Does anyone else miss the days when respectable people ran for president?
In 2020, Americans find themselves mired in a campaign that again forces them to select from the lesser of two evils — President Donald Trump or former Vice President Joe Biden, two unlikable old men who are squaring off in an effort to capture the support of the uninspired masses.
Joe Biden has a new ad out this week. The first 2:15 of the 2:30 ad is pretty powerful stuff, hammering Trump on his repeated refusal to acknowledge that the novel coronavirus that was spreading like wildfire in Europe after taking Asia by storm would be a threat in the U.S. To the contrary, Trump actually said on various occasions that the situation was completely under control — even that it would “miraculously disappear” with April’s warmer temperatures.
But the ad ends with the same disingenuousness that has caused so many Americans to become jaded towards presidential politics, as it attempts to pin the economic damage from the coronavirus outbreak on Trump.
“More than 33 million Americans lose their jobs to the pandemic. Unemployment reaches Great Depression-era levels,” the narrator drones, before continuing: “Donald Trump doesn’t understand. We have an economic crisis because we have a public health crisis, and we have a public health crisis because he refused to act. Donald Trump didn’t build a great economy. His failure to lead destroyed one.”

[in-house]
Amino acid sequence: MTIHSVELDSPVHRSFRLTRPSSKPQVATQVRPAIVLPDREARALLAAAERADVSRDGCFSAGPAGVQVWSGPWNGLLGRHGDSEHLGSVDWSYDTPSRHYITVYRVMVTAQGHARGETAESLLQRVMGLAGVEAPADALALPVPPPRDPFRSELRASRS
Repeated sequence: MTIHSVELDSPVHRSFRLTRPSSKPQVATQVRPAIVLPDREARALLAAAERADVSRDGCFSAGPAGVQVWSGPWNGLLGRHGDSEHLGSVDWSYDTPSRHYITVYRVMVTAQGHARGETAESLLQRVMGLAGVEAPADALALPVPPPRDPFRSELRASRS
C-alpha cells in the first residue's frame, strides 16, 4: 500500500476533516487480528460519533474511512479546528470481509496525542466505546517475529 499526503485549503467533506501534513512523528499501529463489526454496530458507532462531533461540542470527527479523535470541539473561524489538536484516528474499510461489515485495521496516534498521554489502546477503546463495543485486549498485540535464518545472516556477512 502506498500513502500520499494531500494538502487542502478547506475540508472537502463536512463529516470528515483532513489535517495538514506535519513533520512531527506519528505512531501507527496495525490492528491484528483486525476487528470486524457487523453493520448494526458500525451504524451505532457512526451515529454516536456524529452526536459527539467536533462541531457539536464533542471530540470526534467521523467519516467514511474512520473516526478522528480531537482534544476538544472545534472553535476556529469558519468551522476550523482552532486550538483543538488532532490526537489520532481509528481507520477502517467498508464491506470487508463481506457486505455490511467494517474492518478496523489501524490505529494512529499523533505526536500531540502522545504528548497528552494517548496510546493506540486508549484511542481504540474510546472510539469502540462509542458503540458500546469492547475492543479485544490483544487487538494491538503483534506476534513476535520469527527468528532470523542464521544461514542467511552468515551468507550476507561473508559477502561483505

Hammering Trump on his failure to act is fair game. Trump’s handling of this public health crisis has indeed been shameful. In February, when he could’ve been preparing federal government for this threat, he focused all his time on trying to reassure Americans that it was all going to be okay, protect the stock market from losses, and dismissing or ignoring warnings from his cabinet and advisors that the U.S. was at risk of exponential spread from the virus.
Attempting to pin the economic crash on Trump, however, is utter nonsense. You know it, I know it, Joe Biden knows it.
There are two reasons 33 million Americans lost their jobs.